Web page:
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Determination of Genetic Mechanisms Underlying Smoking Addiction

Yang, Jiekun
Thesis/Dissertation; Online
Yang, Jiekun
Rich, Stephen
Li, Ming
Smoking poses significant threats to public health. Despite 50 years of prevention efforts, smoking remains the greatest cause of preventable diseases and deaths. Even though today’s users smoke fewer cigarettes than those 50 years ago, they are at higher risk of developing lung cancer because of changes in cigarettes. Our group and others have shown strong evidence for the involvement of genetics in nicotine dependence (ND), with an average heritability of 0.56. This dissertation contributes to our understanding of the genetic structure of smoking from four perspectives. In the first study, leveraging computational efficiency of the GPU-based Generalized Multifactor Dimensionality Reduction (GMDR-GPU) program, we detected variants in genes encoding the 5-HT3AB receptors (HTR3A and HTR3B) and the serotonin transporter (SLC6A4) interactively affecting etiology of alcohol, cocaine, and nicotine dependence, although their individual effect was weak. In the second study, targeted next-generation sequencing was used to discover rare variants from ND candidate genes. Although none of the genotyped common variants showed significant association with different smoking measures, the weighted sum statistic (WSS) and combined sum test results indicated that rare variants alone or combined with common variants in a subset of candidate genes contribute significantly to the risk of ND. In the third study, we developed an ND genetic susceptibility map based on the results obtained by the approaches commonly used in recent years, which include genome-wide linkage, candidate gene association, GWAS, and targeted sequencing studies. Converging and diverging results from these empirical approaches have elucidated a preliminary genetic architecture of this intractable psychiatric disorder and yielded new hypotheses on ND etiology. In the final study, cis-expression and methylation quantitative trait loci (eQTL and mQTL) were mapped for the candidate genes ascertained in the third study using human brain tissues. Among the one eQTL and two mQTLs determined, for the first time we showed that the minor allele of one variation significantly decreased methylation levels at one gene, reduced expression levels of another, and lowered percentage of smokers all in a dominant way for the same cohort. The studies presented in this dissertation provide a variety of novel insights into the genetic mechanisms of smoking addiction; and perhaps more importantly, new ideas and methods to study other complex traits/diseases are generated.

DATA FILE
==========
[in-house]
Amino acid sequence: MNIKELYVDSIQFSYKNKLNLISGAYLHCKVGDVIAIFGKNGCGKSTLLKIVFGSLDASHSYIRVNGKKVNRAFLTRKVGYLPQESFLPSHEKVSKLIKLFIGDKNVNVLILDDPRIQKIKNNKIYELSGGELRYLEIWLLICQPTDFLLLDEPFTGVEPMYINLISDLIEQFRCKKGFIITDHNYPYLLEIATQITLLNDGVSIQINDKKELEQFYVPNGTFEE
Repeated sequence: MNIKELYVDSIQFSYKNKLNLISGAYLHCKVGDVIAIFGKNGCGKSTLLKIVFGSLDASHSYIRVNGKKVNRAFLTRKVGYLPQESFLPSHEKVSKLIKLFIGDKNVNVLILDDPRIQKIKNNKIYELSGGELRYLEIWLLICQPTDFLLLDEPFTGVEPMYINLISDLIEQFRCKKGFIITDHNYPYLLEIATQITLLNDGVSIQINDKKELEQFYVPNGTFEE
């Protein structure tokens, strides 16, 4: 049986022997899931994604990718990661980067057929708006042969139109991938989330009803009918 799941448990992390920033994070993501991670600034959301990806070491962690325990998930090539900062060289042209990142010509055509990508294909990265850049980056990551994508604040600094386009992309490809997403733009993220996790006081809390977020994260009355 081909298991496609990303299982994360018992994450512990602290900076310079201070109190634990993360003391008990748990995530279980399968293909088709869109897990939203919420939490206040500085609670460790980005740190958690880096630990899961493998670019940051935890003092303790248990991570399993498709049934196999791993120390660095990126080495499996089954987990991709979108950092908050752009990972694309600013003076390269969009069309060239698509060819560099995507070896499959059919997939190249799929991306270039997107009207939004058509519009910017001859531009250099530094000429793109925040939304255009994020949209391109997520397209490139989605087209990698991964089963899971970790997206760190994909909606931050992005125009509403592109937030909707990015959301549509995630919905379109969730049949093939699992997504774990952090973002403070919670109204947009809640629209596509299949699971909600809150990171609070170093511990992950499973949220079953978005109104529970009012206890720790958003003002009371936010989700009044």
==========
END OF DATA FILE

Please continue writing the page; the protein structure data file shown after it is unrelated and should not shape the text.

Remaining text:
University of Virginia, Department of Biochemistry and Molecular Genetics, PHD, 2016
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